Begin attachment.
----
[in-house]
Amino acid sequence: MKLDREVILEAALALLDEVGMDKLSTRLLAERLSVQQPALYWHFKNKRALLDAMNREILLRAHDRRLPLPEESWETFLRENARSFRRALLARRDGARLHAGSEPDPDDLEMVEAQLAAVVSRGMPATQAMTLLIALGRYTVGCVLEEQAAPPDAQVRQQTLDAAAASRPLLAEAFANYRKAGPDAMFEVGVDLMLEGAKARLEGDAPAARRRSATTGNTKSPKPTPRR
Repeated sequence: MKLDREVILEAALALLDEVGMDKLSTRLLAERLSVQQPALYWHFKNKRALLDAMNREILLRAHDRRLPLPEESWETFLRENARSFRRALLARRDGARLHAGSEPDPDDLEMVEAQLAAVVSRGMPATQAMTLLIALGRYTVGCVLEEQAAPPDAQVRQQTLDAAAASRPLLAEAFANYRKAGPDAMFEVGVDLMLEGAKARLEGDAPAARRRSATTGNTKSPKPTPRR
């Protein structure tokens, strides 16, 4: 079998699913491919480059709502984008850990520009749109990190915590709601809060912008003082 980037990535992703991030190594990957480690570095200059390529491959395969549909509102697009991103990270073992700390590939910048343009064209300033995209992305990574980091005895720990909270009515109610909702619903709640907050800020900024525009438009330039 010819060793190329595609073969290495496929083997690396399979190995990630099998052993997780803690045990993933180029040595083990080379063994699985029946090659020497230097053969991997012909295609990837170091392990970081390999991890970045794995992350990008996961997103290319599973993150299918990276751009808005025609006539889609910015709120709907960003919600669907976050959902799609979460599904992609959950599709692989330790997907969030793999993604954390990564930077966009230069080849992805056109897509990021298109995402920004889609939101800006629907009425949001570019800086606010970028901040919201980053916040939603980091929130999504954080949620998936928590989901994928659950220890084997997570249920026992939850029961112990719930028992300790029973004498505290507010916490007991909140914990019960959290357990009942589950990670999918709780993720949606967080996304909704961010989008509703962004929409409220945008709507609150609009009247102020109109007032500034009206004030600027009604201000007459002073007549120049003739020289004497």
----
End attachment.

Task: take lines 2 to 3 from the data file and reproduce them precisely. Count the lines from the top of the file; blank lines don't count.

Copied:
Amino acid sequence: MKLDREVILEAALALLDEVGMDKLSTRLLAERLSVQQPALYWHFKNKRALLDAMNREILLRAHDRRLPLPEESWETFLRENARSFRRALLARRDGARLHAGSEPDPDDLEMVEAQLAAVVSRGMPATQAMTLLIALGRYTVGCVLEEQAAPPDAQVRQQTLDAAAASRPLLAEAFANYRKAGPDAMFEVGVDLMLEGAKARLEGDAPAARRRSATTGNTKSPKPTPRR
Repeated sequence: MKLDREVILEAALALLDEVGMDKLSTRLLAERLSVQQPALYWHFKNKRALLDAMNREILLRAHDRRLPLPEESWETFLRENARSFRRALLARRDGARLHAGSEPDPDDLEMVEAQLAAVVSRGMPATQAMTLLIALGRYTVGCVLEEQAAPPDAQVRQQTLDAAAASRPLLAEAFANYRKAGPDAMFEVGVDLMLEGAKARLEGDAPAARRRSATTGNTKSPKPTPRR